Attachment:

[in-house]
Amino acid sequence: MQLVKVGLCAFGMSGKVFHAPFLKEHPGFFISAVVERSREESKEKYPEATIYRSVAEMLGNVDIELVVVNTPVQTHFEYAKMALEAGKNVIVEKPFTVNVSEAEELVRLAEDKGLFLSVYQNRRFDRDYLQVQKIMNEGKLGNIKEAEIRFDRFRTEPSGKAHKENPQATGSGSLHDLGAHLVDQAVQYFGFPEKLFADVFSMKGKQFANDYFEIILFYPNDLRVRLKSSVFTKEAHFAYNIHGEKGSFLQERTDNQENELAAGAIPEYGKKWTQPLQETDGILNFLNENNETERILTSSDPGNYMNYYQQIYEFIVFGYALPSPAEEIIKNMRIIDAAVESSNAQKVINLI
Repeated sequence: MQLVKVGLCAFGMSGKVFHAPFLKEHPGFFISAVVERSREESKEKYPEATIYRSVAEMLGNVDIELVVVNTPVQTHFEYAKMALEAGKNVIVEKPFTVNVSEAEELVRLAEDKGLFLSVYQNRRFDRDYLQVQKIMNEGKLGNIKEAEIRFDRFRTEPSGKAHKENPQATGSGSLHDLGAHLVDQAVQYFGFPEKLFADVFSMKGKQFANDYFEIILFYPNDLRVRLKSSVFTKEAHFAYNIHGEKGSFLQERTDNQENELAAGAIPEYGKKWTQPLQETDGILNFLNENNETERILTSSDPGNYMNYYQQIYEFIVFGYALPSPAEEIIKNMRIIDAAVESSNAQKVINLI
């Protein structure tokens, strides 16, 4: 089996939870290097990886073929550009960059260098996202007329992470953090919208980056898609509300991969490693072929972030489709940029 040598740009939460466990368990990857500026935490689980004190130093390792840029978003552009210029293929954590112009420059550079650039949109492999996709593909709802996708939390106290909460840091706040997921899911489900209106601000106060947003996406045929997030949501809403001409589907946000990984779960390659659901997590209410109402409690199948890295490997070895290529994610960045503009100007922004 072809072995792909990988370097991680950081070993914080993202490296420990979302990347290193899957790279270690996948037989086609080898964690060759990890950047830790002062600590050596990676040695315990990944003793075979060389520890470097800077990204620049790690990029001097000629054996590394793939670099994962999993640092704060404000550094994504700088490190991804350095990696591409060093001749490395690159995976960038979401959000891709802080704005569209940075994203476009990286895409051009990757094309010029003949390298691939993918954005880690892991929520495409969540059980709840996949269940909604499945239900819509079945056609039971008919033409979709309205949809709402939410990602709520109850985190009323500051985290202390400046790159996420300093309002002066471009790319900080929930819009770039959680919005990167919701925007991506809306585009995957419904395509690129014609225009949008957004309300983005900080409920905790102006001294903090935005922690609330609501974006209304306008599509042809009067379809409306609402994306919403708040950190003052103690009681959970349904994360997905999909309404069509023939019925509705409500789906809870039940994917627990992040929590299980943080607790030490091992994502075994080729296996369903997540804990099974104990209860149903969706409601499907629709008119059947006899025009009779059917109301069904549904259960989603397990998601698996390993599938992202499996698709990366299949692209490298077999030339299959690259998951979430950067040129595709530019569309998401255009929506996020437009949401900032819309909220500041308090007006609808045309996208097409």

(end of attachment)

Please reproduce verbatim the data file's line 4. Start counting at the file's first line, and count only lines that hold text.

């Protein structure tokens, strides 16, 4: 089996939870290097990886073929550009960059260098996202007329992470953090919208980056898609509300991969490693072929972030489709940029 040598740009939460466990368990990857500026935490689980004190130093390792840029978003552009210029293929954590112009420059550079650039949109492999996709593909709802996708939390106290909460840091706040997921899911489900209106601000106060947003996406045929997030949501809403001409589907946000990984779960390659659901997590209410109402409690199948890295490997070895290529994610960045503009100007922004 072809072995792909990988370097991680950081070993914080993202490296420990979302990347290193899957790279270690996948037989086609080898964690060759990890950047830790002062600590050596990676040695315990990944003793075979060389520890470097800077990204620049790690990029001097000629054996590394793939670099994962999993640092704060404000550094994504700088490190991804350095990696591409060093001749490395690159995976960038979401959000891709802080704005569209940075994203476009990286895409051009990757094309010029003949390298691939993918954005880690892991929520495409969540059980709840996949269940909604499945239900819509079945056609039971008919033409979709309205949809709402939410990602709520109850985190009323500051985290202390400046790159996420300093309002002066471009790319900080929930819009770039959680919005990167919701925007991506809306585009995957419904395509690129014609225009949008957004309300983005900080409920905790102006001294903090935005922690609330609501974006209304306008599509042809009067379809409306609402994306919403708040950190003052103690009681959970349904994360997905999909309404069509023939019925509705409500789906809870039940994917627990992040929590299980943080607790030490091992994502075994080729296996369903997540804990099974104990209860149903969706409601499907629709008119059947006899025009009779059917109301069904549904259960989603397990998601698996390993599938992202499996698709990366299949692209490298077999030339299959690259998951979430950067040129595709530019569309998401255009929506996020437009949401900032819309909220500041308090007006609808045309996208097409």